Synthetic LIBOR and tough legacy contracts - FCA's enhanced powers

United KingdomScotland

Last June the UK Government announced that it would take legislative steps to assist with a narrow pool of “tough legacy” contracts that cannot transition from LIBOR by the current deadline of end-2021. The purpose of this Law-Now is to discuss these proposed steps and the recent public consultations.

On 21 October 2020 the UK Government introduced the Financial Services Bill to Parliament. This Bill includes amendments to the Benchmarks Regulation as it now forms part of UK domestic law (“UK BMR”), which provide the Financial Conduct Authority (“FCA”) with new and enhanced powers to oversee the orderly wind-down of benchmarks such as LIBOR. Under the proposed new Articles 23A and 23D, the FCA will be able to designate a benchmark as “critical”, direct a change in its methodology and extend its publication for a limited time period for the benefit of “tough legacy” contracts only. UK supervised entities will be prohibited from using the critical benchmark other than for the orderly wind-down of the specifically determined “tough legacy” contracts.

Alongside the Financial Services Bill, the Government published its Policy Statement on Amendments to the BMR to support LIBOR transition (“Policy Statement”). In the Policy Statement the Government still emphasises the need for transition from LIBOR to continue and for reduction of the pool of LIBOR-linked contracts. To date there has been no formal definition of “tough legacy” contracts. In the Policy Statement these are described as “contracts that genuinely have no realistic ability to be renegotiated or amended to transition to an alternative benchmark”.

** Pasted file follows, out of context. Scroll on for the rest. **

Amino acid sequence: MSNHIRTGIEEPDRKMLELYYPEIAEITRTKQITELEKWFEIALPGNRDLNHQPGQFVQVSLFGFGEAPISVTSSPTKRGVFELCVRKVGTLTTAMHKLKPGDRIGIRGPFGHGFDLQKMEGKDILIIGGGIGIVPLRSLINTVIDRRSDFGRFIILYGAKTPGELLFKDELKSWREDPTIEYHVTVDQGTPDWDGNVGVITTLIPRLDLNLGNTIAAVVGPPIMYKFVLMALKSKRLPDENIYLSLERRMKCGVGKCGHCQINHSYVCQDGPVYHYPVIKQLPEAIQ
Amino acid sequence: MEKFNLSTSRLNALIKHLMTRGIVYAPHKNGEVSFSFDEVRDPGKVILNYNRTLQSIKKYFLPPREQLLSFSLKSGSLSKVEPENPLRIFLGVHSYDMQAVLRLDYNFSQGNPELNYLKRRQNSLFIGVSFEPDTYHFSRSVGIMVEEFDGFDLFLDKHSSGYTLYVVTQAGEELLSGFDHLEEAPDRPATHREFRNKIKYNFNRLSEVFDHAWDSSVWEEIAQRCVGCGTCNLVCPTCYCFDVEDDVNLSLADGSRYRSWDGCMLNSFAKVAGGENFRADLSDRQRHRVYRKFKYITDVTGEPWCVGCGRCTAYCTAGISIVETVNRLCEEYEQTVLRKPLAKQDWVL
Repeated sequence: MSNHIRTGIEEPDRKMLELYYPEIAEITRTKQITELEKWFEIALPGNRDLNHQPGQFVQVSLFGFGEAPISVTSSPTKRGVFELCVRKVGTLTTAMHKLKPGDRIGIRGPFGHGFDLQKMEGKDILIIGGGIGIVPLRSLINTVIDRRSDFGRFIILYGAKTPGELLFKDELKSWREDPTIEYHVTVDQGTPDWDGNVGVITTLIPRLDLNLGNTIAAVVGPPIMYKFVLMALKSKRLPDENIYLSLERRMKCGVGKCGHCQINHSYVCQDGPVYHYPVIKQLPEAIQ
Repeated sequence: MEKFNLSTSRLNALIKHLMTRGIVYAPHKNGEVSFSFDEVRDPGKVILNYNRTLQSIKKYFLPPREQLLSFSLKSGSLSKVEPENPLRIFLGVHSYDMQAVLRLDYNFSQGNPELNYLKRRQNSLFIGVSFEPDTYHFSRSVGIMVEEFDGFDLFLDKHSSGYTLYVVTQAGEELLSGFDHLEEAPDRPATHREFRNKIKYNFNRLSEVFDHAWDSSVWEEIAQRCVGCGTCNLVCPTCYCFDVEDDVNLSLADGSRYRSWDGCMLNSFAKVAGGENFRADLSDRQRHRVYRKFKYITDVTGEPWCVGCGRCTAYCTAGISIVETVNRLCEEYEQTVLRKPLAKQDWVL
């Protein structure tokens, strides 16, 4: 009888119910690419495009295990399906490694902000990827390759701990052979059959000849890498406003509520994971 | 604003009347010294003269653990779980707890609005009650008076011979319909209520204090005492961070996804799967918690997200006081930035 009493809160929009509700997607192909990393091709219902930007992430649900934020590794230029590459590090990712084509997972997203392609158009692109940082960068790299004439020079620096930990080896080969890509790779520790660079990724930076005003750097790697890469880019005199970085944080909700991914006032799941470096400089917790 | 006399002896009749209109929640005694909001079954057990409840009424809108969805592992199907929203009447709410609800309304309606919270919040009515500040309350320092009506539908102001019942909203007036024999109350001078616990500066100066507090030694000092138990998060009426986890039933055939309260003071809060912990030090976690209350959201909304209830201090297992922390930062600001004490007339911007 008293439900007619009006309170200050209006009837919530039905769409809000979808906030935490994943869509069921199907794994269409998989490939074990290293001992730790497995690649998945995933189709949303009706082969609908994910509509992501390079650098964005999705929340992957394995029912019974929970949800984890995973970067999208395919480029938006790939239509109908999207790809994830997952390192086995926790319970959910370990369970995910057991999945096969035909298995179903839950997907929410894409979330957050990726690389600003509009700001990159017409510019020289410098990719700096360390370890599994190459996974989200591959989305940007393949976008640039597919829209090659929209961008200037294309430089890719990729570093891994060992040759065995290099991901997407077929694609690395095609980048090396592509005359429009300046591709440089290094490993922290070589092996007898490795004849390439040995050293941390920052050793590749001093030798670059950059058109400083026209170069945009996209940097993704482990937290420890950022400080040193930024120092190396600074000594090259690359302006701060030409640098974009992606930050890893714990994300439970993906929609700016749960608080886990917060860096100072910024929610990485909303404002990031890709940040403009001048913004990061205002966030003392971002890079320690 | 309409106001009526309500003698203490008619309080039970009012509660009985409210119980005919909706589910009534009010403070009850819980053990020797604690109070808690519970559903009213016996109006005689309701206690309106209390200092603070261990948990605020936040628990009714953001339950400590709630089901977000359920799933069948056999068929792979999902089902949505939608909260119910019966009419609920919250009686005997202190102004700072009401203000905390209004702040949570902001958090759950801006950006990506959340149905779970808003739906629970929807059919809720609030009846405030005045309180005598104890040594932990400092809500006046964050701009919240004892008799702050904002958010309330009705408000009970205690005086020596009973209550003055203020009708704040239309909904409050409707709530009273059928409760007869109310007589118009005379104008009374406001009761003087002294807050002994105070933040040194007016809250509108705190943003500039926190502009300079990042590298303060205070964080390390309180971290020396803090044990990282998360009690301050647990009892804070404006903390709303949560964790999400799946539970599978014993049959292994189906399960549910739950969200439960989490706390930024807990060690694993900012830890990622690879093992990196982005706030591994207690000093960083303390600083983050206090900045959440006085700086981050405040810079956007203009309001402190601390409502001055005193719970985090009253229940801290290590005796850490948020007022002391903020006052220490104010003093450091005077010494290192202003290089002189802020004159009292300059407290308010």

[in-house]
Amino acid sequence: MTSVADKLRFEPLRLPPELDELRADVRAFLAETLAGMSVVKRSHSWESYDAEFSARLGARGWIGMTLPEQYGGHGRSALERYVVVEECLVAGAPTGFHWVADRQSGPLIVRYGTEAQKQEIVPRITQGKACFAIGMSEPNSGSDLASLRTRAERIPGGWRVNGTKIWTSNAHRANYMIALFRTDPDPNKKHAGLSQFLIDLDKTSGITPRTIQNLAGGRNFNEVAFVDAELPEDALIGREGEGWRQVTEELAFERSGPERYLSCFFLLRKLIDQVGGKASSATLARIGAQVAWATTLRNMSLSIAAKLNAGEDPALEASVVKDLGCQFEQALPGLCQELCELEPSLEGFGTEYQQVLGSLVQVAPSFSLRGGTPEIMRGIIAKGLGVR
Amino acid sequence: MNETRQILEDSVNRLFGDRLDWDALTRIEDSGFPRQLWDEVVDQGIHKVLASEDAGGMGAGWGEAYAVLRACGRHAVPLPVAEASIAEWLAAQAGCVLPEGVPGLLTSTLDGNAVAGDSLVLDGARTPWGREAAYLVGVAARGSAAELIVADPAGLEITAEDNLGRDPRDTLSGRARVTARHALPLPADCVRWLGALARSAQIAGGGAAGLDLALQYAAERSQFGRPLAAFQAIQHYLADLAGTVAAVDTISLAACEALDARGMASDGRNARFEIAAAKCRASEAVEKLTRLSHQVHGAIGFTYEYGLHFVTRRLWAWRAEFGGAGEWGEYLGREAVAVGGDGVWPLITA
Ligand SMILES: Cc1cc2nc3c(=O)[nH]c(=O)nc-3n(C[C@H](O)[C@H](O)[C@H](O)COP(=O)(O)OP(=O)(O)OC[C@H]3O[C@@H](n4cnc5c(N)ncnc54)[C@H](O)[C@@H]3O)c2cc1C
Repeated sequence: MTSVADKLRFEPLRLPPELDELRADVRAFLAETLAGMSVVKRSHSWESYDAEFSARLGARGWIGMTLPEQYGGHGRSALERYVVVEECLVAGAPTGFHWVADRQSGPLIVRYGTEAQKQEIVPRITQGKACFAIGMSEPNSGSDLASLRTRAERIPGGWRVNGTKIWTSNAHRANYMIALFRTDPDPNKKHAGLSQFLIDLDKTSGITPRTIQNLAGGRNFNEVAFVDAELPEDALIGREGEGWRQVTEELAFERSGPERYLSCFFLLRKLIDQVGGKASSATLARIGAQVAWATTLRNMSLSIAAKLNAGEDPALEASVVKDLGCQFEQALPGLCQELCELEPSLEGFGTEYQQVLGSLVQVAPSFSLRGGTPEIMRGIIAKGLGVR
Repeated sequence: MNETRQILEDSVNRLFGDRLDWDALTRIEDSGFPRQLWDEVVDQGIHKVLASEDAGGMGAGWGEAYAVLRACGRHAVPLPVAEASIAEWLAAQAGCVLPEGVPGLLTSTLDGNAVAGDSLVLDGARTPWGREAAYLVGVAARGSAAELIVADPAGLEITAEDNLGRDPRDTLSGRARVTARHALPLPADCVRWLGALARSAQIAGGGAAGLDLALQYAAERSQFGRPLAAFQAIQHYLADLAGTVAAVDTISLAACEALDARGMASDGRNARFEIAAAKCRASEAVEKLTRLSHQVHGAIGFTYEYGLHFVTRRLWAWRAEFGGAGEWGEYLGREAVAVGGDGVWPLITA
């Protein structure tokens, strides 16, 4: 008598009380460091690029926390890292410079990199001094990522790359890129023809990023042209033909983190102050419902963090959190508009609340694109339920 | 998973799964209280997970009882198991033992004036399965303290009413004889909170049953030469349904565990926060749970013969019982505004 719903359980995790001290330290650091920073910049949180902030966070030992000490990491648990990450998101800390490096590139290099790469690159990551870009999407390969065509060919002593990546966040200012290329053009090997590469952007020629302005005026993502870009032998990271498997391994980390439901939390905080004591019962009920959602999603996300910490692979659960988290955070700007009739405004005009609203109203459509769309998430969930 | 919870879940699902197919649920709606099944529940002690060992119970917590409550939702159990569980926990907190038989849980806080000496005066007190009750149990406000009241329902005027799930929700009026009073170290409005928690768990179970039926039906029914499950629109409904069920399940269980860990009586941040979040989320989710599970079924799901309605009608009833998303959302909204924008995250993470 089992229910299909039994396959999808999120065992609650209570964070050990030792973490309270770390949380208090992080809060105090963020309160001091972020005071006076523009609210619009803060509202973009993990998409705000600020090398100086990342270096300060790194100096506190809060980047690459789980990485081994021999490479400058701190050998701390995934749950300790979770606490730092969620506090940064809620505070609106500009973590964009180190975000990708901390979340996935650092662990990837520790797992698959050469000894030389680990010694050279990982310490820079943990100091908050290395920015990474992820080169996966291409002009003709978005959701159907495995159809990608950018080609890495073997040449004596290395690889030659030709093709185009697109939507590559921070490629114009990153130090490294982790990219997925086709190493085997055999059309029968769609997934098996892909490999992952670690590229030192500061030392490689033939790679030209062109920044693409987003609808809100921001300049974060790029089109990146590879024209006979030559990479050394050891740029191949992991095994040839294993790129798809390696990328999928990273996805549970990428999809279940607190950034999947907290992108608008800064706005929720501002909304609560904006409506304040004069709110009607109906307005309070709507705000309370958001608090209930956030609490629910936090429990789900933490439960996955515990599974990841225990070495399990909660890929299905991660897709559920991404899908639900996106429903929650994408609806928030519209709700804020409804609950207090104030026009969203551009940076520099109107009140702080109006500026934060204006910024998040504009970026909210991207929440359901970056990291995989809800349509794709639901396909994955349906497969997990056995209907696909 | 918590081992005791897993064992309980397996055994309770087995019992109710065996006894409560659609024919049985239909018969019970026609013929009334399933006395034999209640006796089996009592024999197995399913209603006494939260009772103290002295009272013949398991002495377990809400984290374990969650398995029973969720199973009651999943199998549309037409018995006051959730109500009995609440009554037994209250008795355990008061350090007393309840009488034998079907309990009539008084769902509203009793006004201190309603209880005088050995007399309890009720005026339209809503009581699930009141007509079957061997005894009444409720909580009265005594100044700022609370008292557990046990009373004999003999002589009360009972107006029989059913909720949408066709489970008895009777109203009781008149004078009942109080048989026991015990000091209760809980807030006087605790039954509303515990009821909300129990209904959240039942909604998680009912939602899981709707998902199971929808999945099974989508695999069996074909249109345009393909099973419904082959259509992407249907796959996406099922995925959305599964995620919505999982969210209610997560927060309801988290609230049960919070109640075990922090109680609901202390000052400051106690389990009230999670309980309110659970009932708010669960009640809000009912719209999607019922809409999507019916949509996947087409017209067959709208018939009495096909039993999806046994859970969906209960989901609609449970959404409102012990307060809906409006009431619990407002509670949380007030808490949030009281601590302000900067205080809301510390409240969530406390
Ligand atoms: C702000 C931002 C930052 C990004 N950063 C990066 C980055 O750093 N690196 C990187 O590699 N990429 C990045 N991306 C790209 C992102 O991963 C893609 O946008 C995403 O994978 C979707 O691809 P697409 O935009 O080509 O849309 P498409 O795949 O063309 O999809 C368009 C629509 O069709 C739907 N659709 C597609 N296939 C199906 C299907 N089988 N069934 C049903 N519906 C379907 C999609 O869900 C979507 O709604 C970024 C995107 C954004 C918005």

Although the introduction of the Financial Services Bill to Parliament is progress on the LIBOR transition journey, in our previous article here, we explored the issues relating to identification of “tough legacy” contracts and “Synthetic LIBOR”. These issues continue to be in play and there will unlikely be complete clarity on these until the FCA sets out how it will exercise its proposed powers. In that respect, the Policy Statement clarifies that “[b]efore exercising certain new powers, the FCA will be required to issue statements of policy to inform the market about how it intends [to] operationalise the legal framework set out under the BMR. The FCA will be able to engage with industry stakeholders and international counterparts as appropriate through this process”.

In November 2020, the FCA published two consultations on its proposed policies with respect to: (a) the designation of benchmarks under new Article 23A; and (b) the exercise of the FCA’s powers under new Article 23D. In these consultations the FCA invited views on issues including:

  • The factors the FCA plans to consider when determining to designate a benchmark as an Article 23A “critical” benchmark;
  • How the FCA should evaluate the practicality of transition and the scale of the “tough legacy” contracts;
  • The scale of “tough legacy” contracts which is required to justify intervention; and
  • How orderly transition could be achieved without the FCA exercising the proposed Article 23D powers.